See UD's plans to return to teaching, learning and research on campus this fall with measures in place to promote safety and lessen the risk of COVID-19 spread.

Skip to main content


Bring Back the Economy Runs

As gas approaches $4 a gallon, it may be time to revive a once-popular American tradition: A cross-country "race" for fuel-efficiency bragging rights.

Oil, gasoline and car manufacturers once sponsored "economy runs" — mostly between 1936 and 1968 — to put their products to the test and prove they could help drivers achieve the most miles per gallon, according to University of Dayton auto historian John Heitmann. Author of The Automobile and American Life, Heitmann has given interviews to multiple national and international news outlets including CNN International, The Wall Street Journal, The Associated Press and National Geographic.

"Oil spills, drilling, Middle East unrest, vehicle design, government regulation and carbon emissions are at the forefront of daily news discussions," Heitmann said. "Perhaps it's time to bring back the economy run, if for no other reason than to raise public awareness concerning the values of thrift and conservation."

Heitmann will discuss the history of the competitions Thursday, April 14, in Detroit at the annual meeting of the Society of Automotive Engineers. Automotive History Review published his research on the competitions in 2008.

If companies held economy runs today, "the consumer would be the real winner," Heitmann said. "The results would show a top-to-bottom list in each vehicle class based on engine efficiency, performance and aerodynamics. The running of a class of hybrids would give us a clear indication of the advantages they do or do not have over conventional, internal gas-powered automobiles. And it might be an incentive to automotive engineers to come up with more fuel-efficient designs."

The economy runs were for American cars of the current year, taken directly from factory and showroom floors. Routes varied in both altitude and temperature. The MobilGas Run was the best known, evolving into a coast-to-coast event, Heitmann said.

"During the 1950s and 1960s, these annual competitions were the most publicized of all corporate promotions, making them the largest single public relations effort of any corporation during the immediate post-WWII era," he said.

Companies expected big payoffs, and winners secured bragging rights for the year. Pitchmen proudly proclaimed, "I get more miles per gallon from Red Lion than any other gasoline." Studebaker bragged its car was "The Thrifty One in 1951." Car manufacturers began using the event in sales brochures; Dodge tooted its own horn with "Dodge Tops All 8’s in 1953 MobilGas Economy Run."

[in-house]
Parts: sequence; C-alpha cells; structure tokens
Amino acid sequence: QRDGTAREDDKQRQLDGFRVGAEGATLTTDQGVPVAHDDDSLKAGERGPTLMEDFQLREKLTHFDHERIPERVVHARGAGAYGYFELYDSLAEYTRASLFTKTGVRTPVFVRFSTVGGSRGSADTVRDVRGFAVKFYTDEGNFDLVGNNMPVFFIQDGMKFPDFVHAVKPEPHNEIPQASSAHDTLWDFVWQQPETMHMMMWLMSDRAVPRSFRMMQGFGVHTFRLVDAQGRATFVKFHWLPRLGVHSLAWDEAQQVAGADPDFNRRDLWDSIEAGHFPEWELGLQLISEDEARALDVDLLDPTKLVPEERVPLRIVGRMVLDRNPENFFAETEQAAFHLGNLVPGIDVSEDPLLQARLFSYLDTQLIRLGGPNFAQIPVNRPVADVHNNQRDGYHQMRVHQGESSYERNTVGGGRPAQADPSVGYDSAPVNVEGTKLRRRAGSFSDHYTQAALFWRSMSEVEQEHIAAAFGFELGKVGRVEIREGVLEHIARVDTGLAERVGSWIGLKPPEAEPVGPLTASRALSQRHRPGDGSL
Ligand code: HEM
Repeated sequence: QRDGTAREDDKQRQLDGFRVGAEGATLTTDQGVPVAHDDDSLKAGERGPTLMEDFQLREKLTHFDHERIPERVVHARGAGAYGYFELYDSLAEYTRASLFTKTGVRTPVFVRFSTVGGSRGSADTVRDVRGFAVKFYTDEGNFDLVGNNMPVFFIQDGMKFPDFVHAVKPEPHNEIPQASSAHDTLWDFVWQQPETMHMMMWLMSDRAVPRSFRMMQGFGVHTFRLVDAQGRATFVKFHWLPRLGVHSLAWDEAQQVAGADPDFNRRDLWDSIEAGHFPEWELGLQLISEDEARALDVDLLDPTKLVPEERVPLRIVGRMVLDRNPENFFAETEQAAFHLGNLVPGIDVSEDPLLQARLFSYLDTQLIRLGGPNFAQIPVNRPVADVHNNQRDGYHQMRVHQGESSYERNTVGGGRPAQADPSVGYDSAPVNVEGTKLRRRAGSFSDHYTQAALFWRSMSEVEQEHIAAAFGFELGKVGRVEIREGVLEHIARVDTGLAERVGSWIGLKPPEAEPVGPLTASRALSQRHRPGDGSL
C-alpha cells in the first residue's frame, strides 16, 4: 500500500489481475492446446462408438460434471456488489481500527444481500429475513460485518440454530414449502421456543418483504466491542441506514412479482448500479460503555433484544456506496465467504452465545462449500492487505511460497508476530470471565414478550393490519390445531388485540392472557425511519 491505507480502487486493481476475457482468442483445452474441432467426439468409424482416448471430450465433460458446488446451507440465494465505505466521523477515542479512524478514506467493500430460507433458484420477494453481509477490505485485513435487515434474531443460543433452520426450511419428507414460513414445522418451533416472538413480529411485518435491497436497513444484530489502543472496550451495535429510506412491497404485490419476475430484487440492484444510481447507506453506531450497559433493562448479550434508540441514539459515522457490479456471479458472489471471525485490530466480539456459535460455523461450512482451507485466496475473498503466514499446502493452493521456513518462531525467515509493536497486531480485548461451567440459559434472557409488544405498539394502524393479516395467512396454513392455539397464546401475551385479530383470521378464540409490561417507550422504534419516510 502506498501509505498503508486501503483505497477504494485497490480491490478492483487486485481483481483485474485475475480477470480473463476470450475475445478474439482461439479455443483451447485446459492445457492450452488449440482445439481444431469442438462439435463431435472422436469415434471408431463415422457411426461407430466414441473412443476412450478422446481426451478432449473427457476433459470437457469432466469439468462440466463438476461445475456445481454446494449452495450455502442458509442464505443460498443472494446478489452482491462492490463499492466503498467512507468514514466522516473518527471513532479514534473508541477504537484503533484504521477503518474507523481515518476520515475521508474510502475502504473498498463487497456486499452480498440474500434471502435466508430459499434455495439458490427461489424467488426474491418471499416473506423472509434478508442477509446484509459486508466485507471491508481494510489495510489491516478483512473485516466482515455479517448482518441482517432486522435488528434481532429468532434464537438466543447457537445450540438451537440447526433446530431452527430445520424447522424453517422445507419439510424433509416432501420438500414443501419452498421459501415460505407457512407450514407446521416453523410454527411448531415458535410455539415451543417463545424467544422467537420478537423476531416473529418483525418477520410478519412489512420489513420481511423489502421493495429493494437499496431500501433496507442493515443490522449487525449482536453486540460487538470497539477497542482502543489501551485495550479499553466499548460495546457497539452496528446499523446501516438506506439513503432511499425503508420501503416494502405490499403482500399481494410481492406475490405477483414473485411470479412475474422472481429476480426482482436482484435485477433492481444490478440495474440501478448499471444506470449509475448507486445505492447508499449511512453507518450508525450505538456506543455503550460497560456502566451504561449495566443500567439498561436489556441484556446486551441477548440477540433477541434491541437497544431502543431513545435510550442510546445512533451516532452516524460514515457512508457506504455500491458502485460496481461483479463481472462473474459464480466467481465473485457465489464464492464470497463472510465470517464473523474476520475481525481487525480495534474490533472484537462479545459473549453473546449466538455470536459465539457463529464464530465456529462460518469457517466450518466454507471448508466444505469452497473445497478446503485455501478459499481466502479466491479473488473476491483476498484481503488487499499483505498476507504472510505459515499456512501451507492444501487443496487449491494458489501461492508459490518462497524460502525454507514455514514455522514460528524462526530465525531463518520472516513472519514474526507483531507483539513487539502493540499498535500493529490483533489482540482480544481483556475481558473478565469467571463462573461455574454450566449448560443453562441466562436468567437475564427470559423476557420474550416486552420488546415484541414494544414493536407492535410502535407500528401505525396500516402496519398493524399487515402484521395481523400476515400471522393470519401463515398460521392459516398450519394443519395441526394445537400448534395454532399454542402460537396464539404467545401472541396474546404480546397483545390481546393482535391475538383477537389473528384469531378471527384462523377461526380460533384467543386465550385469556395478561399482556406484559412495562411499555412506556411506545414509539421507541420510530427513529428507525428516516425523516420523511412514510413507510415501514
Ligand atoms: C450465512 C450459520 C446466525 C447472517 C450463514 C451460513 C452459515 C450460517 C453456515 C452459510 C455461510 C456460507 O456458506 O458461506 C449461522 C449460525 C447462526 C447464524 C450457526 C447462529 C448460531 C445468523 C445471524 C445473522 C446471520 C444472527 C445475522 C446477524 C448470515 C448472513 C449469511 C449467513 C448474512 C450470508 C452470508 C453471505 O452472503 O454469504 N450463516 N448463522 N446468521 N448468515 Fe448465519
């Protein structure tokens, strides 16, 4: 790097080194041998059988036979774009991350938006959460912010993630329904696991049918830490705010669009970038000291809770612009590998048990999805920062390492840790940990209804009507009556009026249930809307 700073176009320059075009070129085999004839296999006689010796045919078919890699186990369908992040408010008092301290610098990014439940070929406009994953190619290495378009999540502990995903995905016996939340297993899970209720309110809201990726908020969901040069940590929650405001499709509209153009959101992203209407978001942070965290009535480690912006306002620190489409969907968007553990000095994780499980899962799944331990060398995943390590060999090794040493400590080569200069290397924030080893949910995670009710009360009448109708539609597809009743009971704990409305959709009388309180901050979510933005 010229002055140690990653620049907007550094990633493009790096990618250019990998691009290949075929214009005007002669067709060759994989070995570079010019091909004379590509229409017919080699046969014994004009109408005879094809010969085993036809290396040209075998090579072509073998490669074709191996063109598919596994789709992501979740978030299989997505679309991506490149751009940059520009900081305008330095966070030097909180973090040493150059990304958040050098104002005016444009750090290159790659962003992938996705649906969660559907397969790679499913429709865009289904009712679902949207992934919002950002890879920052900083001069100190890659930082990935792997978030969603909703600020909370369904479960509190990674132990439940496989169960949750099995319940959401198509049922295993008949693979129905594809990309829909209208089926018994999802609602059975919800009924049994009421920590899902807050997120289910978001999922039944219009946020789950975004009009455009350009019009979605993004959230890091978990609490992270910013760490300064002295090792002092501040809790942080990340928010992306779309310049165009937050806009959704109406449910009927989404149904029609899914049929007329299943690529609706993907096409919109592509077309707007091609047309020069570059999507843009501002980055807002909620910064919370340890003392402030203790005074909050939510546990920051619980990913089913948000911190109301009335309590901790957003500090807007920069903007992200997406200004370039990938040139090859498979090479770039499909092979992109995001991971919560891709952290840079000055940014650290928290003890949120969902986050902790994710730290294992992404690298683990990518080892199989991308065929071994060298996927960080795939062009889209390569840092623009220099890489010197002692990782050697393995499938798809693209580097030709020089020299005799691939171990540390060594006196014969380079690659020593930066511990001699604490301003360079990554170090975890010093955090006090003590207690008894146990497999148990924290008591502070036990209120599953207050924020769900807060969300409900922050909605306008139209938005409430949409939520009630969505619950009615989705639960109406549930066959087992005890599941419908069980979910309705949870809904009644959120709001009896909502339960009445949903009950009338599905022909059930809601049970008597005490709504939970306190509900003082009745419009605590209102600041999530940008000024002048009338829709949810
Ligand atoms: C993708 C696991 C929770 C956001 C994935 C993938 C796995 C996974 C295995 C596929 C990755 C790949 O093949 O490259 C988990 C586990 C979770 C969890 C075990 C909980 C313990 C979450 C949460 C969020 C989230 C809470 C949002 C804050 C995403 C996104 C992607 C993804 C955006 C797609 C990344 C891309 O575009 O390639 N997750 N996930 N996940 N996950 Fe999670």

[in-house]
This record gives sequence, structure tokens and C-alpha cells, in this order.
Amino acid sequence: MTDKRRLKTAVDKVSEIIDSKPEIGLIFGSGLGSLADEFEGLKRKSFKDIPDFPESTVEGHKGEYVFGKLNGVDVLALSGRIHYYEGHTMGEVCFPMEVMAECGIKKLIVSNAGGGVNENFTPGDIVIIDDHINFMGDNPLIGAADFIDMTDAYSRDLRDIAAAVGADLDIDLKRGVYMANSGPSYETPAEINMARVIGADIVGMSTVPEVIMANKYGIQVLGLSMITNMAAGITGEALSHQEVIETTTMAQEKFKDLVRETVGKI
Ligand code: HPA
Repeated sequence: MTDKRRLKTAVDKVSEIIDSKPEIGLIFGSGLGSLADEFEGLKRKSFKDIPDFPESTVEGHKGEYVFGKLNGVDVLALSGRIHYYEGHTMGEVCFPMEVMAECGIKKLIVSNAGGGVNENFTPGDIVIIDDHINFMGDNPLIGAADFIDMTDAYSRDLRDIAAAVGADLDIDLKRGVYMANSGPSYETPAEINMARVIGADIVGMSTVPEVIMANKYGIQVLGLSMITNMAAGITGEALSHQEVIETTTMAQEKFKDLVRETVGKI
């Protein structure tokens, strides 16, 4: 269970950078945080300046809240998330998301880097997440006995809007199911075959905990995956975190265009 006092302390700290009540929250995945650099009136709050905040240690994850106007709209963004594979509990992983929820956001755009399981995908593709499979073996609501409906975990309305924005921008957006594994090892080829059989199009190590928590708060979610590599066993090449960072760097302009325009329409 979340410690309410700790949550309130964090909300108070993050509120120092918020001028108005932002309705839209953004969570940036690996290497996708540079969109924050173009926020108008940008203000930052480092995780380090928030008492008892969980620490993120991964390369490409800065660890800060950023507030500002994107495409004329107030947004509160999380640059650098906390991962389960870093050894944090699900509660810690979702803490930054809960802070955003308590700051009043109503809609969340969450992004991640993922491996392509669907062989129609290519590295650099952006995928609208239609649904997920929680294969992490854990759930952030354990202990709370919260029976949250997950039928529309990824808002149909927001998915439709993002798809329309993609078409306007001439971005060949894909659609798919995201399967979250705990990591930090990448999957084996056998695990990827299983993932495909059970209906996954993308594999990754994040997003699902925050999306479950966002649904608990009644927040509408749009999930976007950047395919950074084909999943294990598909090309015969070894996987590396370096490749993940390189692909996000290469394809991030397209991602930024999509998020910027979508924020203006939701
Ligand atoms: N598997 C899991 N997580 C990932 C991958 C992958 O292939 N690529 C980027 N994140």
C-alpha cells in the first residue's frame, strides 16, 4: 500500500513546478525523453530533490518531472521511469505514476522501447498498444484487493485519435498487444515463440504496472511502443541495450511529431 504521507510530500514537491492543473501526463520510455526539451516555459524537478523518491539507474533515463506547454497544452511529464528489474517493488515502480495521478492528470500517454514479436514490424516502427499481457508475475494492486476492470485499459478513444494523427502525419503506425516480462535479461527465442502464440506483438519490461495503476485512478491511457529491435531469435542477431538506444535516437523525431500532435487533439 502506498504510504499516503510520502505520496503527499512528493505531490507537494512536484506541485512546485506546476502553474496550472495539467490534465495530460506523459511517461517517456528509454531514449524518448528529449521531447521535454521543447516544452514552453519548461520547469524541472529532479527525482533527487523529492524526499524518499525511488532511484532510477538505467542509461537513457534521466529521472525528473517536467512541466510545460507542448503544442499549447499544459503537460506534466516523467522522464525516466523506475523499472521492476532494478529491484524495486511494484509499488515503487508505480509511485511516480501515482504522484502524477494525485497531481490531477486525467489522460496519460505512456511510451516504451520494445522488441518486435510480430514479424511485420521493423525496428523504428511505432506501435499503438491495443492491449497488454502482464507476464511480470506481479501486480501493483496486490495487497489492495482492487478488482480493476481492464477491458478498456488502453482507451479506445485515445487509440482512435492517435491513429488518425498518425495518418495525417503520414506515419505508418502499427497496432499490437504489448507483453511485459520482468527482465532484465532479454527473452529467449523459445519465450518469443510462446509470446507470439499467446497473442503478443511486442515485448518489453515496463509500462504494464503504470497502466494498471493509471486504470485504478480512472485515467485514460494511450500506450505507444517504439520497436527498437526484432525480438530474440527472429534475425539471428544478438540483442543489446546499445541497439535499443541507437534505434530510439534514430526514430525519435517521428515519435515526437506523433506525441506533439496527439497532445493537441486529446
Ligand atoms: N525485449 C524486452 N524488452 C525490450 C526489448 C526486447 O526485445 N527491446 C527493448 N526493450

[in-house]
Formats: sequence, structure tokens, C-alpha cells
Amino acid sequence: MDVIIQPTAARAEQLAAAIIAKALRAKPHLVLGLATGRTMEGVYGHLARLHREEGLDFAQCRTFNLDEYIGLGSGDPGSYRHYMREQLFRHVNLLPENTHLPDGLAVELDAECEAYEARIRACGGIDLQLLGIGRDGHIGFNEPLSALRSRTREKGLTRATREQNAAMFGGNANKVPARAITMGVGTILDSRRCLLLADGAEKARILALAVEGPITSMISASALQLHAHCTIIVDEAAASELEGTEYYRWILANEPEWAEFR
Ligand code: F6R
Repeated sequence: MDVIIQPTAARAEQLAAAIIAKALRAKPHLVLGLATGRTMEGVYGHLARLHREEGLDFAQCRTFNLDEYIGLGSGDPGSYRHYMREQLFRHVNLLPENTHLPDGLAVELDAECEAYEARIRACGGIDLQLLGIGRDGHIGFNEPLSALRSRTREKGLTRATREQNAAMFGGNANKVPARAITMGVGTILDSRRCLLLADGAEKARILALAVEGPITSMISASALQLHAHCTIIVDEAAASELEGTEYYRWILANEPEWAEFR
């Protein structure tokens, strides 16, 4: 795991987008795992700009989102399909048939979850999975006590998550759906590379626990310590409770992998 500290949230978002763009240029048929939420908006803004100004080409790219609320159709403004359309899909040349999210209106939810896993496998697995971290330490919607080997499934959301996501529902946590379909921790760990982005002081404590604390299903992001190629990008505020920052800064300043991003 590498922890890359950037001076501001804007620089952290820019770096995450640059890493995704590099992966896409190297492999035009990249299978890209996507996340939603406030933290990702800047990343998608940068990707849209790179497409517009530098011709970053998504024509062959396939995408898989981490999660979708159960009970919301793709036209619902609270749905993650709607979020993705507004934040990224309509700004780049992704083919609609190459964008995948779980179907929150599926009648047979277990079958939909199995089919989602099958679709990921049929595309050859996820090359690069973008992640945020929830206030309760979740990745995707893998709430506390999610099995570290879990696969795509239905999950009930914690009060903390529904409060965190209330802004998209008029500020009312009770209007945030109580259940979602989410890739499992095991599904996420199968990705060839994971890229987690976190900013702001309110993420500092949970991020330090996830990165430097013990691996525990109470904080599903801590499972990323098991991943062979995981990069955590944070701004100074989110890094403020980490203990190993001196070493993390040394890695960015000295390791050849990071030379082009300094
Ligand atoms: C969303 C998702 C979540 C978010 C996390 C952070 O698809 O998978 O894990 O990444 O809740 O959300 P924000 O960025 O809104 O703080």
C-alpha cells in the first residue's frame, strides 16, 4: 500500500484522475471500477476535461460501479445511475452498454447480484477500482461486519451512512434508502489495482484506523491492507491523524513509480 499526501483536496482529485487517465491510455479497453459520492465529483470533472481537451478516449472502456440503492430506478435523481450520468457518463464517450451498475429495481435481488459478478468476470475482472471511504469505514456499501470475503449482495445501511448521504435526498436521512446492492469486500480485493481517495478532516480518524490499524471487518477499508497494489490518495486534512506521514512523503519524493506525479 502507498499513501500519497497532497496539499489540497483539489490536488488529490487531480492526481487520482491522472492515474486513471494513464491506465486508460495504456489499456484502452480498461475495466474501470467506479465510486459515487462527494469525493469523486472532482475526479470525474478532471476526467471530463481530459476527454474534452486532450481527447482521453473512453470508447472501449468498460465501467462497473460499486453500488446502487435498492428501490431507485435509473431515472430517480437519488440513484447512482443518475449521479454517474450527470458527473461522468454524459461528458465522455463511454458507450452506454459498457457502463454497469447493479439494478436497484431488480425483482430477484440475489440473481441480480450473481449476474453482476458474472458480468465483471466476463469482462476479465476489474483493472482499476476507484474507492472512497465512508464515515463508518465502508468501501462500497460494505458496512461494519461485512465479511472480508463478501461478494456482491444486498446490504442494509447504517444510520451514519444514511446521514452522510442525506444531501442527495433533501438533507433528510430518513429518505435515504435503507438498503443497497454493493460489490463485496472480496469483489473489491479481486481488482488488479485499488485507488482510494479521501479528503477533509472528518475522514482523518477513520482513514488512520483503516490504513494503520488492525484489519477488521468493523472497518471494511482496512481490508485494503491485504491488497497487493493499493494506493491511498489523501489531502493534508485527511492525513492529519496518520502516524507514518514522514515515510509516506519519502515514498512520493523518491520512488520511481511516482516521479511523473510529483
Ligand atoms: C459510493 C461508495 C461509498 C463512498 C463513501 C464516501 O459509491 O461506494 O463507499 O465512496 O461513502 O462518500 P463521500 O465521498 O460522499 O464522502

In 1935, renowned "economy driver" Austin Elmore achieved a record run of 34.04 mpg, driving from Los Angeles to Reno in a V-8 in a Gilmore Oil-sponsored economy run. Gilmore not only gained great publicity but also used Elmore as a spokesman, Heitmann said. He would show drivers how to get 11 to 41 percent better mileage by practicing good driving habits: smooth acceleration, maintaining a steady speed, shifting into higher gears whenever feasible, avoiding brakes unless necessary, and always thinking ahead.

The results of the runs showed even heavier six- and eight-cylinder vehicles could achieve good gas mileage. A six-cylinder 1961 Ford Falcon had 32.68 mpg. An eight-cylinder 1938 Ford got 28.85 mpg.

"Despite the widespread use of computers and aerodynamic design in modern automobiles along with lightweight materials such as plastics and aluminum, pre-WWII automobiles could hold their own in mile-per-gallon ratings compared to current models," Heitmann said.

Economy runs began in the late 1920s, reflecting concerns that petroleum reserves were limited and that gasoline might suddenly become scarce, Heitmann said. Gasoline rationing during WWII fueled continued interest in the runs, as did the Korean War in the 1950s.

With America at war again in the 1960s, the economy runs seemed destined to remain a fixture of the American automobile industry. As one consumer researcher at the time said, "The motorists' fascination with gas mileage seems not to wear out — just as sex appeal has held its ground over the ages."

The competitions, however, started sputtering in the late 1960s. MobilGas lost ground in efficiency ratings and there were changes in engine pollution controls and shifts in corporate advertising strategy, according to Heitmann.

"After the 1950s, Detroit lost its way, and the American auto industry became notoriously unresponsive to fuel economy until the recent past," Heitmann said. "An old-fashioned economy run pitting hybrid, electric, hydrogen and gasoline technologies against each other might be just what is needed to spur innovation and reignite America's passion for the automobile."


News and Communications Staff